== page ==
Mermade Magickal Arts / Green Faerie

Oh here’s another one … five left at the point I posted this (and Kuan Shi Yin was gone by the end of the day I posted it, so…) Green Faerie, if I was to give it the most simple explanation, is something like an absinthe resin blend. I’ve always really enjoyed the aromatics of a nice absinthe (I don’t partake much of alcohol anymore) so it seems like a very natural and cool idea to transport this sort of almost liquorice-like bouquet to an incense format, especially by a creator who has gotten really good at creating oil blends that often have the depth and intensity of fine wines or spirits. First of all the resins, which is really quite a list: mastic dipped in fir balsam, green frankincense dipped in violet leaf absolute, and Hougary Oman Frankincense. This creates an incredible strong base that honestly lasts for hours and hours, I even left my heater on overnight and got wafts the next morning (it is also very sticky stuff and takes a bit of extra effort to extract from the tin). I really feel like that violet note cuts through nicely, but overall the sum parts of this really set up a nice background to give the more absinthe-particular herbal content a base to exude their strengths in. These are wormwood, tagetes lucida, davana and Egyptian mint. I love the way it feels like these herbs were carefully chosen to bring out that particular absinthe aroma, particularly with the anise/liquorice and minty notes. But that’s not all, there appears to be some jasmine, rhododendron and sandalwood as well, which gives the overall scent some slighter and more complex notes. Anyway I think you’ll know from the word absinthe if this is going to be along your lines. It’s of course quite a bit more than that and the equal or more to any spirit’s aromatics and like all Mermade brews an absolute winner.

Baigu Monastery / Baigu Temple Medicine Buddha Incense

I’ve talked about what I find maybe to be Tibet’s most dangerous incense in their regular Dzongsar incense. It is a fascinating blend for me, because to me it has the richness of incenses like Holy Land, Nectar or Wara but maybe a richness isn’t what you want with that kind of scent. In fact I’ve recently had samples and feel my review has largely held on it. It’s one of those sticks you wouldn’t recommend except to an intrepid explorer wanting to cover all angles of the range of scents you can get and in that case you really don’t want someone to miss it. What I’m missing is seeing someone try it in real time in all its funky glory. There is really no question about its alienness to the Western nose and I find that incredible fascinating.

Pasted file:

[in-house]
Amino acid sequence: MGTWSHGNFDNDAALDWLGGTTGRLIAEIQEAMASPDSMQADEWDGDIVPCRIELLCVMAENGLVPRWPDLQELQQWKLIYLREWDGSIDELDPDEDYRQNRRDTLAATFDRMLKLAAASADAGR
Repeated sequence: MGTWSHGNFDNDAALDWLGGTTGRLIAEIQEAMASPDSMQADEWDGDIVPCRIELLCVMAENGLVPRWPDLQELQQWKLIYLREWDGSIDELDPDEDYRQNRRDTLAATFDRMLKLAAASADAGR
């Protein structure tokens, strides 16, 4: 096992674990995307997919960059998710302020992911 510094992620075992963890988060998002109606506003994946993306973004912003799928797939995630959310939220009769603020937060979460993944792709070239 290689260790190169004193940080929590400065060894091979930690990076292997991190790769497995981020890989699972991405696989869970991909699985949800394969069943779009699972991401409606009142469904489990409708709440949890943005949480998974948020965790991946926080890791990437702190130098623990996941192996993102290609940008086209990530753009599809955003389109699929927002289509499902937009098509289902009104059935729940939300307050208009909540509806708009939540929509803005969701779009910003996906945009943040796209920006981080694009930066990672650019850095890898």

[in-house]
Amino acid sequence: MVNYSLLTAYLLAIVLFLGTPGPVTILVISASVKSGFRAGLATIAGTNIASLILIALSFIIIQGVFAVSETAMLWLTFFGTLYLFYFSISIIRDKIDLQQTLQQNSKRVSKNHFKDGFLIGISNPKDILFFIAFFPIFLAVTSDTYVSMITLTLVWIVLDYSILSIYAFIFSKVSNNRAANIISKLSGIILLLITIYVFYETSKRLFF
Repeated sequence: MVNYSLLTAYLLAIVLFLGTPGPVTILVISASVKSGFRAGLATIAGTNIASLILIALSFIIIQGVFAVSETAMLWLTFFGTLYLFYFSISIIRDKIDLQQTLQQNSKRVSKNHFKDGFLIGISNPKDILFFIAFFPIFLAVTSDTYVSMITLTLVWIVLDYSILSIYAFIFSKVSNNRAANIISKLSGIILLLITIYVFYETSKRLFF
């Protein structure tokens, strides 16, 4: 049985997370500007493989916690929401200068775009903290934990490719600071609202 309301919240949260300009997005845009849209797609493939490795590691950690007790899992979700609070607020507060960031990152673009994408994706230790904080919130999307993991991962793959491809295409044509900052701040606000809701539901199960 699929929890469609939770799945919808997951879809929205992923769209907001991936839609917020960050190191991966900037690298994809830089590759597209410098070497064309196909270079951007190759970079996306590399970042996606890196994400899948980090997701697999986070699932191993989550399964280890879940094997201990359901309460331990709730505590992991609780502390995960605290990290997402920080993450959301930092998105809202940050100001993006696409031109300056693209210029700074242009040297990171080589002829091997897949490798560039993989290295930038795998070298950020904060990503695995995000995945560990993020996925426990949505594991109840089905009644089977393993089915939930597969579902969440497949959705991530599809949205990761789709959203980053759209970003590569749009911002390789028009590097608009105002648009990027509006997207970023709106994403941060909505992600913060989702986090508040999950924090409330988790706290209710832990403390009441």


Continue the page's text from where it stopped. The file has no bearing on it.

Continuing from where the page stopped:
Anyway I bring it up because that funky note, the one I’ve heard called sweaty socks but sometimes I think of it maybe as a kind of cheese – hell I’m not even sure what it really is (my best guess is there’s something like asafoetida in there) – isn’t something completely intolerable when it’s turned down some. And it is indeed turned down enough and mixed in with this Baigu Temple Medicine Buddha Incense to help assist a really deep, rich and complex Tibetan aroma. I’m always looking for something like the incenses I mentioned above. I’ve often really thought that while I have a ton of Japanese incenses on my favorite list there’s always a handful of Tibetans I utterly crave when I get into them and which I have gone through rolls of. I write this after a month of burning Wara every night. I literally can’t get enough of it and there’s no kyara price shame to stop me.

The only incenses listed in Baigu Temple Medicine Buddha incense are lavender, wormwood and sandalwood. For sure some of the funk is the wormwood, but not all of it, because from my experience it really only adds a dry part of the tang and not the more humid middle. And yeah although I may not have noticed it without reading it, the lavender is actually really obvious as part of a very herbal top note. While Baigu is a bit drier than some of the more richer incenses, I think it’s obvious how complex and involved the aroma is. It’s just that there’s some of it taken up by a bit of woodiness at base. So this is one well worthy of your attention. Yes there’s a bit of an outlay because it’s a double roll and so it may be worth asking for a sample or finding it in a variety sampler. But with where I’m at with it right now I’m really glad it is a double because I think this one could be something like a top 10 or 15 Tibetan incense because it does what all the best ones do, introduce you to something unfamiliar, fascinating and ultimately addictive.